To a standing-room-only crowd on October 3, Abell Auction Co. conducted its fall fine art and antiques sale of more than 600 lots gathered from estates across Southern California. With more than 50 percent of the lots hammering above their estimates, the energy in the gallery was strong.
Highlighting the sale was one of the most important collections of Taos School paintings to have come to market in Los Angeles in more than 20 years. Peggy Fouke Wortz, the granddaughter of R.E. Olds, founder of Oldsmobile and REO Motorcars and Trucks, had in her Palm Springs and Riverside homes paintings by William Herbert Dunton, Eager Irving Couse, Joseph Henry Sharp and Bert Geer Phillips.
Dunton’s “Heart of the Wilderness,” the top sale of the afternoon, sold on the phone for $287,500 after heavy competition on the floor and from telephone bidders across the United States. Joseph Henry Sharp’s landscape of his home and garden in Taos sold for $57,500. This special painting had an annotation in Sharp’s hand on the verso naming each of the plants grown in his garden. In addition, a Couse painting depicting an American Indian sold for $63,250, and two of the four Bert Phillips works sold for $69,000.
In addition, Abell represented the estate of Harry Daniel of Borrego Springs, Calif., and Bristol, Va. This important collection of modern Italian and Chinese paintings and sculpture created international attention and competition. The highlight of the estate was an oil painting by the Italian artist Afro that sold on the floor for $172,500 despite numerous international telephone bidders. In addition, the estate had four original paintings by the Chinese artist Zao Wou-Ki. The works offered at Abell, although small in size, fetched enormous prices ranging from $34,500 to $57,500.
The most historically important work sold was Pericle Fazzini’s “Young Boy and Fawn” that created much controversy when first debuted in 1955 and later became an international incident when the people of Bristol, Va., rejected what they deemed to be a “monstrosity.”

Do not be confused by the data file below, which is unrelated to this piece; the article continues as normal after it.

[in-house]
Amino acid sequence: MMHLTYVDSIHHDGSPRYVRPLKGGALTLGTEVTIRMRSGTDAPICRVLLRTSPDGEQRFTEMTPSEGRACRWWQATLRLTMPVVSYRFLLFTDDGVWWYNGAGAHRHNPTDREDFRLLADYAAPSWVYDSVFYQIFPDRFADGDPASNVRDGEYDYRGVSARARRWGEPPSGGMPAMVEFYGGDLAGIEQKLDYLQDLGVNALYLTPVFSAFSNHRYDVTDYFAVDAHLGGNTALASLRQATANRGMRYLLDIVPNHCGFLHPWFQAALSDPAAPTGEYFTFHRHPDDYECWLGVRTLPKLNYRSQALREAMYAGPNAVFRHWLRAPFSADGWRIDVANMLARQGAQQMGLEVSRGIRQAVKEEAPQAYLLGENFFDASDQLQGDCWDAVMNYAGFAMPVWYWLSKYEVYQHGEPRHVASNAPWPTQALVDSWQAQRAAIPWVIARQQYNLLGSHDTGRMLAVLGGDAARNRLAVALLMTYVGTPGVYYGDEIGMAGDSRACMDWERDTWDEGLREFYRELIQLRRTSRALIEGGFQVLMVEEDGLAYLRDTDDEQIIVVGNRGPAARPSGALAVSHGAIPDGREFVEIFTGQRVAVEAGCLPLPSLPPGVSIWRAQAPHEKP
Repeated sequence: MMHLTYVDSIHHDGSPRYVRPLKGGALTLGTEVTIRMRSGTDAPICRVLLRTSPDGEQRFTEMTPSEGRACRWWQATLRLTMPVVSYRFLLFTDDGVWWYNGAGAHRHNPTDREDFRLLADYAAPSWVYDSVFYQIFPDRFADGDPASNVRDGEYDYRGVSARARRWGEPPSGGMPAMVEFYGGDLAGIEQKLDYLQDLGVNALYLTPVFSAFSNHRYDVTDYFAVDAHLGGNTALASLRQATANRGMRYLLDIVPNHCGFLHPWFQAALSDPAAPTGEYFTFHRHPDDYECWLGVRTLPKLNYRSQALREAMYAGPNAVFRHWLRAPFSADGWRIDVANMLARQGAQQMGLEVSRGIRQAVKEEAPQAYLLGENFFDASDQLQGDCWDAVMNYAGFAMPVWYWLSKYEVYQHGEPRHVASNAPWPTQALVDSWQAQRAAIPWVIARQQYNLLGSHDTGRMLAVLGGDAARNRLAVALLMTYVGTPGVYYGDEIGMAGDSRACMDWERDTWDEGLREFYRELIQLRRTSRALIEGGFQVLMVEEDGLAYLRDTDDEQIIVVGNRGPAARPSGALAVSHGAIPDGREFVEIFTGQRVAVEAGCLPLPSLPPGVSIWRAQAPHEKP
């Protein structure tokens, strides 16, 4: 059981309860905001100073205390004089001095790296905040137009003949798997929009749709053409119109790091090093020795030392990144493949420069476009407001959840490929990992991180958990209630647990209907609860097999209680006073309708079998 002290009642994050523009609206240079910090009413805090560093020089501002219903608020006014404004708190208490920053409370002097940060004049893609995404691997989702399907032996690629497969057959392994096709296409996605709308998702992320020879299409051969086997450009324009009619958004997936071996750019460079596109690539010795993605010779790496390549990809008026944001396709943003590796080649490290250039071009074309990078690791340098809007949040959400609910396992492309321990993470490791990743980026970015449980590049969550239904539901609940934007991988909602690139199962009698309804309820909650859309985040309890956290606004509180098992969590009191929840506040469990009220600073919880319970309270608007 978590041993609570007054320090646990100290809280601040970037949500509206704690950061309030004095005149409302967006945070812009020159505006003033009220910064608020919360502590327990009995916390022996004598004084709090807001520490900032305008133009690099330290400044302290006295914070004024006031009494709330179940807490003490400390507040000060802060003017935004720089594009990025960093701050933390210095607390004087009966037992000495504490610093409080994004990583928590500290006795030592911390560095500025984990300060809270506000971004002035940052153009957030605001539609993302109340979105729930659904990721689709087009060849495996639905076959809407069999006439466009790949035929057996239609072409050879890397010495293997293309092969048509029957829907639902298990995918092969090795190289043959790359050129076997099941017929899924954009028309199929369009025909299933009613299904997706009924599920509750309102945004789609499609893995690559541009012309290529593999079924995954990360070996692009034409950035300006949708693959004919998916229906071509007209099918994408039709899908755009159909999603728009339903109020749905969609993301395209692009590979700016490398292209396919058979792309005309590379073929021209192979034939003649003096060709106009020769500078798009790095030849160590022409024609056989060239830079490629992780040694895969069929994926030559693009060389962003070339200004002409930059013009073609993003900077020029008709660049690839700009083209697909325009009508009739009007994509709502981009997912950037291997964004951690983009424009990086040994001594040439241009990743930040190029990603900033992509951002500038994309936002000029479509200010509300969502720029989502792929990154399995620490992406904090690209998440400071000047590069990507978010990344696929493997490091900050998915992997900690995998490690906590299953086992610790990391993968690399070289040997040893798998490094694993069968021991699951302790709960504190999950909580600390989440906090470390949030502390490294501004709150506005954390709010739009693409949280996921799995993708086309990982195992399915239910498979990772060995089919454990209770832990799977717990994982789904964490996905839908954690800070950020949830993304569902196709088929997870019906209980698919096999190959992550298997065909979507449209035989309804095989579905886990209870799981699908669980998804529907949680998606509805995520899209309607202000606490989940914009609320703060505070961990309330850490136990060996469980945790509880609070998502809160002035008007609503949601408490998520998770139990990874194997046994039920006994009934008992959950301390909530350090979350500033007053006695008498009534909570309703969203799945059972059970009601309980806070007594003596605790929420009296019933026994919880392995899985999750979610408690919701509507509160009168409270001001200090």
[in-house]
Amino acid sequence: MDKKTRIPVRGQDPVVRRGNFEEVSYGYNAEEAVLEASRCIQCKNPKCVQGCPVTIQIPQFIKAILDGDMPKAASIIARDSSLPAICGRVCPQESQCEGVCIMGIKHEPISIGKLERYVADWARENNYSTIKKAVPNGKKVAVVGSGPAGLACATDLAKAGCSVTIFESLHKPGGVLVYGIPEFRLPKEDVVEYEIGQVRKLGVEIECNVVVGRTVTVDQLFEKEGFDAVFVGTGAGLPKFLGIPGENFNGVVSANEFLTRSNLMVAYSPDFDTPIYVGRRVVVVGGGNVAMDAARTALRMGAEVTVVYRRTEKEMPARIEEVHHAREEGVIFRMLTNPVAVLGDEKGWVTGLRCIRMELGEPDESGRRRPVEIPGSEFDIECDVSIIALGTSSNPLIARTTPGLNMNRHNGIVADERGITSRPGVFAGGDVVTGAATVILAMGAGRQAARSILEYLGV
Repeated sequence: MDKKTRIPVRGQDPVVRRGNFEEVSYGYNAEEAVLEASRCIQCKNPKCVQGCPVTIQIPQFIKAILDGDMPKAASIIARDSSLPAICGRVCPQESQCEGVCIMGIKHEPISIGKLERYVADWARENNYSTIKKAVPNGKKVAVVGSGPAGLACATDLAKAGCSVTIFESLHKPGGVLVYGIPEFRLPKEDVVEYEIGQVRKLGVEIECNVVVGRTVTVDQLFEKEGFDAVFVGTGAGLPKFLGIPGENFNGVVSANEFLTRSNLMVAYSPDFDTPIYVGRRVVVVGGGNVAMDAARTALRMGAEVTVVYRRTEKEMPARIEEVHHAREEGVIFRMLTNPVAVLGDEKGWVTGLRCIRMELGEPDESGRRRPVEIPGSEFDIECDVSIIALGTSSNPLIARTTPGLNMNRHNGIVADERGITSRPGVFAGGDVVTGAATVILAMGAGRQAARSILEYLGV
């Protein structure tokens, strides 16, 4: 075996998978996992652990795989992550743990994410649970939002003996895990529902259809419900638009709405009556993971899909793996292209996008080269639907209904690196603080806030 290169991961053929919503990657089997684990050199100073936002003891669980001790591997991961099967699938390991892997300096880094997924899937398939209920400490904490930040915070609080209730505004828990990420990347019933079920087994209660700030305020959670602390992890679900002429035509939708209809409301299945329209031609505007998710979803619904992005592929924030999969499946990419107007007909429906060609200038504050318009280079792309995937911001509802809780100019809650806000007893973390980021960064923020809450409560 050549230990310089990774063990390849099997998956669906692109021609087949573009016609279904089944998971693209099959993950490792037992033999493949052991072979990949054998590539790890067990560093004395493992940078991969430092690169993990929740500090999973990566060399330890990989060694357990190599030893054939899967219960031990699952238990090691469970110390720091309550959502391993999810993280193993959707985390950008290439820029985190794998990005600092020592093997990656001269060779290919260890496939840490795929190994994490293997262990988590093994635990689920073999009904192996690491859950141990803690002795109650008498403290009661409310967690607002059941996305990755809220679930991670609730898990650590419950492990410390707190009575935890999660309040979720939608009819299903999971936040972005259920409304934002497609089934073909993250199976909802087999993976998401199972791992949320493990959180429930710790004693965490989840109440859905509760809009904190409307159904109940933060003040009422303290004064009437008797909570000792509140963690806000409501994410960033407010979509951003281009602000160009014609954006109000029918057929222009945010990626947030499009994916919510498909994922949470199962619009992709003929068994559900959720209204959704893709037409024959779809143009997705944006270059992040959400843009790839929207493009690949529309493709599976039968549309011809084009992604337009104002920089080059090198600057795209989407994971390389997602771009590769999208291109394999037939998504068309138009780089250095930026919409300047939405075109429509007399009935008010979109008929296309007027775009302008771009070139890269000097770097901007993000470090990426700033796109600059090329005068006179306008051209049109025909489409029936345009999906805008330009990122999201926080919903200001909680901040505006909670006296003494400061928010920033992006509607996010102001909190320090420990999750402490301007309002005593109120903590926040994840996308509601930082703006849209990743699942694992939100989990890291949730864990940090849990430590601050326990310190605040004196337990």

The Fazzini bronze was bought by the architect of the newly built Virginia High School while he was on vacation in Italy with funds for the installation of an art piece. When the statue arrived in Bristol, however, the city council rejected it, and the local press of Bristol dubbed it “The Groping Boy.” Pericle Fazzini, an important contemporary Italian artist whose works are displayed in the Vatican and the Museum of Modern Art, demanded, “Where is Bristol? To know who I am all you have to do is open any art publication or see who won the first prize at the International Biennale of Venice.” The president of Italy Luigi Einaudi had admired the piece, and Fazzini said, “If it’s good enough for the president of Italy, it should be good enough for a US high school.”
By rejecting the sculpture, Bristol created an international fracas with media from Time to Pravda, the newspaper of the Soviet Union’s ministry of culture, picking up on the story. Pravda took a swipe at both the city of Bristol and the artist, saying, “It was an example of another bourgeois falling-out.” In the end, the city of Bristol paid Fazzini $2,600 for the artist’s fees to be rid of the sculpture, whose original price was $8,500. Daniel, a prominent area businessman, purchased the sculpture, and it soon disappeared out of the spotlight, until it was discovered by the appraisers of Abell Auction sitting in the wading pool of the Daniels’ house in Borrego Springs. After international inquiries and heavy competition on the telephone, the bronze sold for $33,350 to an Italian buyer.
From the estate of Christopher J.C. “Aggie” Agajanian, the influential racecar owner and promoter, an important Louis XV-style kingwood, rosewood and ormolu-mounted bureau plat was sold on the floor for $109,250 despite international telephone bidding, as well as a Louis XV-style kingwood, tulipwood and ormolu-mounted commode for $28,750.
Prices reported include the buyer’s premium.
Abell Auction Co.’s next fine art and antiques sale will be conducted in February. For information, www.abell.com or 800-404-2235.